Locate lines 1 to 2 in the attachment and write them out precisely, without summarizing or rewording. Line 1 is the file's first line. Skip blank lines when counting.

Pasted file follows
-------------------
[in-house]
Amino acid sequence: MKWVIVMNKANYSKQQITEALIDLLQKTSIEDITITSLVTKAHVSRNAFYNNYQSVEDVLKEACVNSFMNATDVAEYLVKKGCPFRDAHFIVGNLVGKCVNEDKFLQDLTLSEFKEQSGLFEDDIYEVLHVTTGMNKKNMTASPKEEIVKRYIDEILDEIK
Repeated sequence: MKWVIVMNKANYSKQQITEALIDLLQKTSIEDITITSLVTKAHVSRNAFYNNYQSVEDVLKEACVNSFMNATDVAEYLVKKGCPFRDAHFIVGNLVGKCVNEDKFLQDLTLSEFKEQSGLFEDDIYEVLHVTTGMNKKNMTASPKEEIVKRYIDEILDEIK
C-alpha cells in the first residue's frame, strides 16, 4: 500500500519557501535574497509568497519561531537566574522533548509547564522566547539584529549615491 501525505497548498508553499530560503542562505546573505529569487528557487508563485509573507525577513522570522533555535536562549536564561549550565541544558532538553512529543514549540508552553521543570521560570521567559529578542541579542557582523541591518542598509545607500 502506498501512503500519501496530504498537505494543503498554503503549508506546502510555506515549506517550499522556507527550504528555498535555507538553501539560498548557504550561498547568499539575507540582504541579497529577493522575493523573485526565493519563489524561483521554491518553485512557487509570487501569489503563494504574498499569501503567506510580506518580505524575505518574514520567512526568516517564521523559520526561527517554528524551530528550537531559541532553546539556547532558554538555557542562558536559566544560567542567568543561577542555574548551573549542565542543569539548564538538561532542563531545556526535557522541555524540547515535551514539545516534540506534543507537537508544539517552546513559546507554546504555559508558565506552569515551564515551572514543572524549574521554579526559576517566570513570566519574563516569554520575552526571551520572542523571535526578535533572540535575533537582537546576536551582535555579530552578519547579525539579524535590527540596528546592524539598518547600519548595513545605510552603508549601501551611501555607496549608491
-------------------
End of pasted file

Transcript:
[in-house]
Amino acid sequence: MKWVIVMNKANYSKQQITEALIDLLQKTSIEDITITSLVTKAHVSRNAFYNNYQSVEDVLKEACVNSFMNATDVAEYLVKKGCPFRDAHFIVGNLVGKCVNEDKFLQDLTLSEFKEQSGLFEDDIYEVLHVTTGMNKKNMTASPKEEIVKRYIDEILDEIK